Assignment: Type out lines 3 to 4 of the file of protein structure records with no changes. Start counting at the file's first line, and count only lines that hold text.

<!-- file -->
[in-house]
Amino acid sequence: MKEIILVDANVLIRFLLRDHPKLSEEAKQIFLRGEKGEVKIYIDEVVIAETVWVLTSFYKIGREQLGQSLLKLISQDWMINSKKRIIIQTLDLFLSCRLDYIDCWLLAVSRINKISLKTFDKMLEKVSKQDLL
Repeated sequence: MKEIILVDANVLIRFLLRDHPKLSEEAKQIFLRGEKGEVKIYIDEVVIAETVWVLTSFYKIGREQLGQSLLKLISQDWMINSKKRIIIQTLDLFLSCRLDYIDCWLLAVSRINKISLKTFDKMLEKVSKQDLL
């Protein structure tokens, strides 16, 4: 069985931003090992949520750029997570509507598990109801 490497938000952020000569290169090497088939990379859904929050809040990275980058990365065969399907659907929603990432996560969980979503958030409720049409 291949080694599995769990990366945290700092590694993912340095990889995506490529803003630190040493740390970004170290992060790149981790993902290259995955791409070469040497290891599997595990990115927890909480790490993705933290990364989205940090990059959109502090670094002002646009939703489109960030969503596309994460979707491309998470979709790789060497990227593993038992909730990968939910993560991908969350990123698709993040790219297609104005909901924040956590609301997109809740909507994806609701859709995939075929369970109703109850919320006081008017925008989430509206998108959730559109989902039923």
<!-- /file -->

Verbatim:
Repeated sequence: MKEIILVDANVLIRFLLRDHPKLSEEAKQIFLRGEKGEVKIYIDEVVIAETVWVLTSFYKIGREQLGQSLLKLISQDWMINSKKRIIIQTLDLFLSCRLDYIDCWLLAVSRINKISLKTFDKMLEKVSKQDLL
């Protein structure tokens, strides 16, 4: 069985931003090992949520750029997570509507598990109801 490497938000952020000569290169090497088939990379859904929050809040990275980058990365065969399907659907929603990432996560969980979503958030409720049409 291949080694599995769990990366945290700092590694993912340095990889995506490529803003630190040493740390970004170290992060790149981790993902290259995955791409070469040497290891599997595990990115927890909480790490993705933290990364989205940090990059959109502090670094002002646009939703489109960030969503596309994460979707491309998470979709790789060497990227593993038992909730990968939910993560991908969350990123698709993040790219297609104005909901924040956590609301997109809740909507994806609701859709995939075929369970109703109850919320006081008017925008989430509206998108959730559109989902039923």